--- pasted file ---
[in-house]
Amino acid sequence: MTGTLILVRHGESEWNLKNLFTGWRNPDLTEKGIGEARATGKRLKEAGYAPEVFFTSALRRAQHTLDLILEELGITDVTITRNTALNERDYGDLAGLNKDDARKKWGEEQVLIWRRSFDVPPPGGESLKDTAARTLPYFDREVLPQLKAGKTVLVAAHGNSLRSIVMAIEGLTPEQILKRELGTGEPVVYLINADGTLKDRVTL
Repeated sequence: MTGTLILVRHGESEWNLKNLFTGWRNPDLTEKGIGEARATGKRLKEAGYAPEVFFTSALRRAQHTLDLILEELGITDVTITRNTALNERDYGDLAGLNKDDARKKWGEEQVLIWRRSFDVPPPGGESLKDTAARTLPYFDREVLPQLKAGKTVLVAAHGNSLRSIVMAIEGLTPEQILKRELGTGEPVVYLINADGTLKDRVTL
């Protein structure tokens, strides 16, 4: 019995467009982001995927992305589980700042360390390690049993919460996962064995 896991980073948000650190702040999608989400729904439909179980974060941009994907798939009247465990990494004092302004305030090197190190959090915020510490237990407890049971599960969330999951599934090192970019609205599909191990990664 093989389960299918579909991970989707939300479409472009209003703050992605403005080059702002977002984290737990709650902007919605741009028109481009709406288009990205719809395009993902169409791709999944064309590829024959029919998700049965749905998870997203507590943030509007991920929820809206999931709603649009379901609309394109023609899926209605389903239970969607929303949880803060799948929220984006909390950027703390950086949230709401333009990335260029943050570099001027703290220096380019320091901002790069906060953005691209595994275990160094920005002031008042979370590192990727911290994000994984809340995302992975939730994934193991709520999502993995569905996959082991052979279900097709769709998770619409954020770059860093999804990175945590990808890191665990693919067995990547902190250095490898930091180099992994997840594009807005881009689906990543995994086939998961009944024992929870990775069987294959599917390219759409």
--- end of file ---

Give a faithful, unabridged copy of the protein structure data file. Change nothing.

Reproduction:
[in-house]
Amino acid sequence: MTGTLILVRHGESEWNLKNLFTGWRNPDLTEKGIGEARATGKRLKEAGYAPEVFFTSALRRAQHTLDLILEELGITDVTITRNTALNERDYGDLAGLNKDDARKKWGEEQVLIWRRSFDVPPPGGESLKDTAARTLPYFDREVLPQLKAGKTVLVAAHGNSLRSIVMAIEGLTPEQILKRELGTGEPVVYLINADGTLKDRVTL
Repeated sequence: MTGTLILVRHGESEWNLKNLFTGWRNPDLTEKGIGEARATGKRLKEAGYAPEVFFTSALRRAQHTLDLILEELGITDVTITRNTALNERDYGDLAGLNKDDARKKWGEEQVLIWRRSFDVPPPGGESLKDTAARTLPYFDREVLPQLKAGKTVLVAAHGNSLRSIVMAIEGLTPEQILKRELGTGEPVVYLINADGTLKDRVTL
């Protein structure tokens, strides 16, 4: 019995467009982001995927992305589980700042360390390690049993919460996962064995 896991980073948000650190702040999608989400729904439909179980974060941009994907798939009247465990990494004092302004305030090197190190959090915020510490237990407890049971599960969330999951599934090192970019609205599909191990990664 093989389960299918579909991970989707939300479409472009209003703050992605403005080059702002977002984290737990709650902007919605741009028109481009709406288009990205719809395009993902169409791709999944064309590829024959029919998700049965749905998870997203507590943030509007991920929820809206999931709603649009379901609309394109023609899926209605389903239970969607929303949880803060799948929220984006909390950027703390950086949230709401333009990335260029943050570099001027703290220096380019320091901002790069906060953005691209595994275990160094920005002031008042979370590192990727911290994000994984809340995302992975939730994934193991709520999502993995569905996959082991052979279900097709769709998770619409954020770059860093999804990175945590990808890191665990693919067995990547902190250095490898930091180099992994997840594009807005881009689906990543995994086939998961009944024992929870990775069987294959599917390219759409």